Weeks after a U.S. government report further revealed the rampant brutality against male teenage inmates at the Rikers Island jail complex in New York, a judge’s decision published Monday called for the termination of six correction officers who hog-tied and assaulted an handcuffed inmate, the New York Times reported. Continue reading
The calls to address prison crowding and conditions have intensified as American inmate populations have grown. Jeffrey Brown gets debate on the shifting perceptions of the criminal justice system from Bill McCollum, former attorney general of Florida, Bryan Stevenson of Equal Justice Initiative, and Pat Nolan of the American Conservative Union Foundation. Continue reading
Teen inmates at one of the country’s largest municipal jails are routinely subjected to excessive force resulting in injuries like broken jaws and bone fractures, according to a U.S. attorney report. Staff at Rikers Island were found to over-rely on solitary confinement and to not report violent incidents. Judy Woodruff talks to Benjamin Weiser, who covered the story for The New York Times. Continue reading
A U.S. government report released Monday describes a “deep-seated culture of violence” against teenage inmates held at Rikers Island in New York. Continue reading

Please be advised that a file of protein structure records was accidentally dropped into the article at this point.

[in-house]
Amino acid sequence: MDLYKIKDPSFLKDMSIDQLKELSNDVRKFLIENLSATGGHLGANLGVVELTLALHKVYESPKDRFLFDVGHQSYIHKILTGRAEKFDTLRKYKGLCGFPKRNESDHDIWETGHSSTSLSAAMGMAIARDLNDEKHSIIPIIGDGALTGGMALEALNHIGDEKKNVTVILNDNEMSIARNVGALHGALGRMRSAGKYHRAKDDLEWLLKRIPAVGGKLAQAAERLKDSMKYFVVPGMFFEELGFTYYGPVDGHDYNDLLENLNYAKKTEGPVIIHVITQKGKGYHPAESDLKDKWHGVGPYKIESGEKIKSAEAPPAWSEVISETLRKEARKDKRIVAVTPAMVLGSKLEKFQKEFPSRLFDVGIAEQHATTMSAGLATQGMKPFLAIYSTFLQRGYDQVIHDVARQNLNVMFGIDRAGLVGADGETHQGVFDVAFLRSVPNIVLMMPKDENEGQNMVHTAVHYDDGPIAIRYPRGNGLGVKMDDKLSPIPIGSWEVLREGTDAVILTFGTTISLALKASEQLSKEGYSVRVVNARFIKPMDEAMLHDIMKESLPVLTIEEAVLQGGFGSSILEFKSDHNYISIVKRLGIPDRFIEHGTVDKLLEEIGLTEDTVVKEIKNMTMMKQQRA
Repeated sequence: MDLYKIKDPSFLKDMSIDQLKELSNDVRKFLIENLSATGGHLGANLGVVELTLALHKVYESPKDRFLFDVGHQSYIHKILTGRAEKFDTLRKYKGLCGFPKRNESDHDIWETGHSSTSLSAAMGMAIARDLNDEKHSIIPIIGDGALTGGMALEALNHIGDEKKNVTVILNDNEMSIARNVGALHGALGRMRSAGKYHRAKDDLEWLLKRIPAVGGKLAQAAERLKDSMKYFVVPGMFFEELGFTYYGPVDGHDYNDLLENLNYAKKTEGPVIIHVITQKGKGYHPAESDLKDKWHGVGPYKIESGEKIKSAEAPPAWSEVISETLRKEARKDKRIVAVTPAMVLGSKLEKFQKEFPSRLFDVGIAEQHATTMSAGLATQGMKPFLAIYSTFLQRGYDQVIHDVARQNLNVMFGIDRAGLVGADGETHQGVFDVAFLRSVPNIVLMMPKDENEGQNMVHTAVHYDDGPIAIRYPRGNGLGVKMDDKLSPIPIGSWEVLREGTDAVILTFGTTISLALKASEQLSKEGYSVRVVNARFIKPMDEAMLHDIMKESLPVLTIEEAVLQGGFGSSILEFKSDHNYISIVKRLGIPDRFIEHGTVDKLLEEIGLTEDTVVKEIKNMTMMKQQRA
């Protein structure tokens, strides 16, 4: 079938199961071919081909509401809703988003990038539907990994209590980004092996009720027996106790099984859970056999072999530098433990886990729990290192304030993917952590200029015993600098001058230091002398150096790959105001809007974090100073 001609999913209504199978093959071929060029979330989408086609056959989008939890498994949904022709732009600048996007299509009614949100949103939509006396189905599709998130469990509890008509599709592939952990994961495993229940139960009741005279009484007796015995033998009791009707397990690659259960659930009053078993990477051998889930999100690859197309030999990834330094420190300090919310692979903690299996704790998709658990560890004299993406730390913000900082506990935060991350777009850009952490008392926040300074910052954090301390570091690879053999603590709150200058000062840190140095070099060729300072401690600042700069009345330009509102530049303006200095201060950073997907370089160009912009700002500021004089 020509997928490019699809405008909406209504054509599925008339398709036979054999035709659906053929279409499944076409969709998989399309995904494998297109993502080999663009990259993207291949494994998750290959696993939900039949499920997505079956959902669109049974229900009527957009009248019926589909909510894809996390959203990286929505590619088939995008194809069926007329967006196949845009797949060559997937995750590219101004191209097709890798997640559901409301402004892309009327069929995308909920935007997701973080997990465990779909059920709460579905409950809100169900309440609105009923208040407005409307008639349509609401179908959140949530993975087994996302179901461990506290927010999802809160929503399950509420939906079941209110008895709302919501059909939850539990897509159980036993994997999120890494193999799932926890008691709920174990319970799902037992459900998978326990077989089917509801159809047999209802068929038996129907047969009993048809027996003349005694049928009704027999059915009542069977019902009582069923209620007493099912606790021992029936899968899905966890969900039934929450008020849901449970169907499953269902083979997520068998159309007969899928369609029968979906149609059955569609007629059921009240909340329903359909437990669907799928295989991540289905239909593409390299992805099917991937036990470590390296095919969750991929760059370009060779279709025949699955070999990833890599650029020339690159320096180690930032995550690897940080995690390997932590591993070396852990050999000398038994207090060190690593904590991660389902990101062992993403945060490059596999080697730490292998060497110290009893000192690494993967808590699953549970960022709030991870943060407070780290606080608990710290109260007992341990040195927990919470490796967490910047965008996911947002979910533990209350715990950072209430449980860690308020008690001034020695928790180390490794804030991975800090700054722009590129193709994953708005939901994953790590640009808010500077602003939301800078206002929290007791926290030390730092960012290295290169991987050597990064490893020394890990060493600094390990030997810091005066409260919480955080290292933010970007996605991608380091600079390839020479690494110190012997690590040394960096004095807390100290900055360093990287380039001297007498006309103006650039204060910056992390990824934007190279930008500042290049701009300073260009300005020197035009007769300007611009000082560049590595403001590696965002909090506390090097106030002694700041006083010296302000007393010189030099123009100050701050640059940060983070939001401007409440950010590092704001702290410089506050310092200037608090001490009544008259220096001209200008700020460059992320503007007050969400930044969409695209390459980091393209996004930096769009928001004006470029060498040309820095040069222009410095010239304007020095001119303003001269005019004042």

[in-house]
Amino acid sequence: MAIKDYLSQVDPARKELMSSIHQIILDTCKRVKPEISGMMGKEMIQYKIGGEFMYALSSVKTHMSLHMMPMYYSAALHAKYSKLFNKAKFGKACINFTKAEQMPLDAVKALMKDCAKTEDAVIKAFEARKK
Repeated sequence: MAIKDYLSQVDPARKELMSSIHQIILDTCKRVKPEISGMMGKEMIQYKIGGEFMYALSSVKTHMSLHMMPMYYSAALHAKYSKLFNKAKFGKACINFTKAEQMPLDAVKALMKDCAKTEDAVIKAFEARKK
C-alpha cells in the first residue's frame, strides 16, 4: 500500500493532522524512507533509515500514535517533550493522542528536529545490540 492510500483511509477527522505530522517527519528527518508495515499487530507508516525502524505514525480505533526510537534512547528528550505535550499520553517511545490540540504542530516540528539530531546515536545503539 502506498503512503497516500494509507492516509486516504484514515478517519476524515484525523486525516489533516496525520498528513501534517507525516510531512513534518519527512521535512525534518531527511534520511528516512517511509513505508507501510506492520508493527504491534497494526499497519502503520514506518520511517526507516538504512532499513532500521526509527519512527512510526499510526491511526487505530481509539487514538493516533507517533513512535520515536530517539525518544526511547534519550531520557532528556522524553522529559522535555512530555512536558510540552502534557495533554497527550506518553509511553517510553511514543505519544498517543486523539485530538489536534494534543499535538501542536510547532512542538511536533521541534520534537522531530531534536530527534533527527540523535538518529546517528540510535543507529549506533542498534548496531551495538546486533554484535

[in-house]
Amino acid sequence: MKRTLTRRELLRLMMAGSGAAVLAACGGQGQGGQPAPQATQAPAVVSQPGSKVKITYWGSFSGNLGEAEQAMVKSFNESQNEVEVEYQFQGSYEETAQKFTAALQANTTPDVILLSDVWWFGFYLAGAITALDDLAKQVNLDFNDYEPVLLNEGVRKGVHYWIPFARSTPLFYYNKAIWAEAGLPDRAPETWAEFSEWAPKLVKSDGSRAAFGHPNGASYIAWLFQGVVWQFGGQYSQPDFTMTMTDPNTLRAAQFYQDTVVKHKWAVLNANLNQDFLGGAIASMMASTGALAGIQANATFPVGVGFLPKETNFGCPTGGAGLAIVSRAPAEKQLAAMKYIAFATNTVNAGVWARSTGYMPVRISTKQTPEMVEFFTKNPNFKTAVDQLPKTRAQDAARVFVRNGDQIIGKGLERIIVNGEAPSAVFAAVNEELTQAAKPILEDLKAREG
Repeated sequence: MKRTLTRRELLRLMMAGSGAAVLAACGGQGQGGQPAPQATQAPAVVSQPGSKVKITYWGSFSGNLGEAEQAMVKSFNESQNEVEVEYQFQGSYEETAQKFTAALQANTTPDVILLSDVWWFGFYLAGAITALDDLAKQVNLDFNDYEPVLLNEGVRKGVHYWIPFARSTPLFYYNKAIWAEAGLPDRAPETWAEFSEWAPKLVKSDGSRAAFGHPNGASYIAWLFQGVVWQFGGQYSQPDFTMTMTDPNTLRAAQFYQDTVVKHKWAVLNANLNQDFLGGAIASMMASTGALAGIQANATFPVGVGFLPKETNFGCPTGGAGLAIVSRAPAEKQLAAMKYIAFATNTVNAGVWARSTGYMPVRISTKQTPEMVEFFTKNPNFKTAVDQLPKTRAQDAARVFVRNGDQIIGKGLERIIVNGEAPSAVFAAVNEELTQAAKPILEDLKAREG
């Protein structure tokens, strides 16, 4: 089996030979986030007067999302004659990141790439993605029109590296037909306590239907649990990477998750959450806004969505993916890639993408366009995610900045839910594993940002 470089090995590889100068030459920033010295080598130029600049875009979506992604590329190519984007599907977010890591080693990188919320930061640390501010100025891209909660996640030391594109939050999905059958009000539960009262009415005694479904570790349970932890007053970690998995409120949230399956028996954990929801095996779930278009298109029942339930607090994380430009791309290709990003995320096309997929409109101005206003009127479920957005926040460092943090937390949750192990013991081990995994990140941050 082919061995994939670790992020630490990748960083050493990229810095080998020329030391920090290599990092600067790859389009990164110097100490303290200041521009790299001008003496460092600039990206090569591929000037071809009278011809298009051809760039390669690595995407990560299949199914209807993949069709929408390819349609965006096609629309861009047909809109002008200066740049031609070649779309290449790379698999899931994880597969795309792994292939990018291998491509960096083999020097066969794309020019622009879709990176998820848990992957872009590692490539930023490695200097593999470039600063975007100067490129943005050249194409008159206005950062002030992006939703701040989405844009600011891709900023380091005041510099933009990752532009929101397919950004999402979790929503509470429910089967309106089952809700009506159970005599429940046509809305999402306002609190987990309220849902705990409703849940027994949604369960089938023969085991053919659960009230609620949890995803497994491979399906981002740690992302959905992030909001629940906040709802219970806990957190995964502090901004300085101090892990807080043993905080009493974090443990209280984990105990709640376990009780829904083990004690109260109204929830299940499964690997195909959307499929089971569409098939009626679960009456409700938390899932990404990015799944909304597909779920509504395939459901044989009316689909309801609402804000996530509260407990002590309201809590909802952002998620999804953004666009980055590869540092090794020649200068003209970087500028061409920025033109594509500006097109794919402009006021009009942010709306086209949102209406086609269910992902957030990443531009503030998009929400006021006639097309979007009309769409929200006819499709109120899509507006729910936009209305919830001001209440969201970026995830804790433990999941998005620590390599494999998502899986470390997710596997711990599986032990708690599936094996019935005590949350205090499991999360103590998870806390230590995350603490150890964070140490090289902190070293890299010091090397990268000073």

Social impact bonds link the private, public and nonprofit sectors to deliver cognitive behavior therapy at Rikers Island. So are social impact bonds driving the efficient use of taxpayer dollars? Or is this a financing model easily exploited by corporate tax-dodgers like Goldman Sachs?
Social impact investing is a win-win for everyone, right? Not so fast, argues Mark Rosenman. It’s a bigger win for the private investors like Goldman Sachs. Through impact investing, the bank profits from human services that their taxes, if they paid them, would be funding. Continue reading
Economics correspondent Paul Solman reports on efforts to keep young people from returning to New York’s Rikers Island once they’ve served their time. A privately financed pubic program utilizes evidence-based behavioral therapy to imbue teens with a sense of greater control over their lives and decisions. Continue reading